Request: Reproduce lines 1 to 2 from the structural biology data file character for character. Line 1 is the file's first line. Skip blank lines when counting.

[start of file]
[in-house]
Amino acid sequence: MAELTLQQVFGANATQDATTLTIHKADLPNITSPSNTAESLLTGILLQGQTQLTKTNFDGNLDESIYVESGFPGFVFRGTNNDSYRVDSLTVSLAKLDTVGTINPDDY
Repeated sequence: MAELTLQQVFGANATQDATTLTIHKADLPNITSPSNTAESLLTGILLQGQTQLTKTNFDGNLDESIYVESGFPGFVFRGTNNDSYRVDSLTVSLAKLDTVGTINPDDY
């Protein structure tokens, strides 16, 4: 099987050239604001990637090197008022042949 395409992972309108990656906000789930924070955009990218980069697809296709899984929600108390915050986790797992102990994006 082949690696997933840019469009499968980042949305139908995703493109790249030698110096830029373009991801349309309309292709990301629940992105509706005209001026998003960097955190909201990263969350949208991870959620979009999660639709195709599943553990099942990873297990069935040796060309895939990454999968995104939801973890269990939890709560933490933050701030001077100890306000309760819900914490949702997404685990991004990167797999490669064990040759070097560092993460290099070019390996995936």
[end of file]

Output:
[in-house]
Amino acid sequence: MAELTLQQVFGANATQDATTLTIHKADLPNITSPSNTAESLLTGILLQGQTQLTKTNFDGNLDESIYVESGFPGFVFRGTNNDSYRVDSLTVSLAKLDTVGTINPDDY